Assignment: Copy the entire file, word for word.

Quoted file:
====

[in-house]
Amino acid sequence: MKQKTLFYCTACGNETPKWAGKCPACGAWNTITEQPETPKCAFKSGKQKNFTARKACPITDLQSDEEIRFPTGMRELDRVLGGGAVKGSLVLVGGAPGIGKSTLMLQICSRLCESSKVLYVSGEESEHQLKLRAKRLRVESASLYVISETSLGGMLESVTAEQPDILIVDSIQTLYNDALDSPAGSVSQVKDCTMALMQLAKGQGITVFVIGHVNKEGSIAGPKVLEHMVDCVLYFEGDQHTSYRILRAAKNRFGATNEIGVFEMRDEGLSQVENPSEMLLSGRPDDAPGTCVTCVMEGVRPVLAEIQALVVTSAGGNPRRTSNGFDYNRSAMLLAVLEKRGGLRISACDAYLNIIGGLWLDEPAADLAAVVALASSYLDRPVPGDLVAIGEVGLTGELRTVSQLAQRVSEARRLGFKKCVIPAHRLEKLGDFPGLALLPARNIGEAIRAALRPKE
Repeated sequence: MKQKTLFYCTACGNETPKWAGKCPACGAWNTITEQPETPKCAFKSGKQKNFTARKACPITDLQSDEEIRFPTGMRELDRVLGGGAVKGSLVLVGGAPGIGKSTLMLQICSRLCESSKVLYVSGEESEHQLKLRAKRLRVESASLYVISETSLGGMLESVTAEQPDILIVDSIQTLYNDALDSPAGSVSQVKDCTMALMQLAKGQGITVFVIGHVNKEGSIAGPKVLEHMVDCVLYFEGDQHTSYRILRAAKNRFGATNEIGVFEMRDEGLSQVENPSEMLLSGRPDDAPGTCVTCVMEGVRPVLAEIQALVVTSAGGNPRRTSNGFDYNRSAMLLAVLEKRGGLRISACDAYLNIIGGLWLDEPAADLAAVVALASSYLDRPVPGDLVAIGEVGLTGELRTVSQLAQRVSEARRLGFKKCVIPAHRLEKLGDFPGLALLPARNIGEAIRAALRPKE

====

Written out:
[in-house]
Amino acid sequence: MKQKTLFYCTACGNETPKWAGKCPACGAWNTITEQPETPKCAFKSGKQKNFTARKACPITDLQSDEEIRFPTGMRELDRVLGGGAVKGSLVLVGGAPGIGKSTLMLQICSRLCESSKVLYVSGEESEHQLKLRAKRLRVESASLYVISETSLGGMLESVTAEQPDILIVDSIQTLYNDALDSPAGSVSQVKDCTMALMQLAKGQGITVFVIGHVNKEGSIAGPKVLEHMVDCVLYFEGDQHTSYRILRAAKNRFGATNEIGVFEMRDEGLSQVENPSEMLLSGRPDDAPGTCVTCVMEGVRPVLAEIQALVVTSAGGNPRRTSNGFDYNRSAMLLAVLEKRGGLRISACDAYLNIIGGLWLDEPAADLAAVVALASSYLDRPVPGDLVAIGEVGLTGELRTVSQLAQRVSEARRLGFKKCVIPAHRLEKLGDFPGLALLPARNIGEAIRAALRPKE
Repeated sequence: MKQKTLFYCTACGNETPKWAGKCPACGAWNTITEQPETPKCAFKSGKQKNFTARKACPITDLQSDEEIRFPTGMRELDRVLGGGAVKGSLVLVGGAPGIGKSTLMLQICSRLCESSKVLYVSGEESEHQLKLRAKRLRVESASLYVISETSLGGMLESVTAEQPDILIVDSIQTLYNDALDSPAGSVSQVKDCTMALMQLAKGQGITVFVIGHVNKEGSIAGPKVLEHMVDCVLYFEGDQHTSYRILRAAKNRFGATNEIGVFEMRDEGLSQVENPSEMLLSGRPDDAPGTCVTCVMEGVRPVLAEIQALVVTSAGGNPRRTSNGFDYNRSAMLLAVLEKRGGLRISACDAYLNIIGGLWLDEPAADLAAVVALASSYLDRPVPGDLVAIGEVGLTGELRTVSQLAQRVSEARRLGFKKCVIPAHRLEKLGDFPGLALLPARNIGEAIRAALRPKE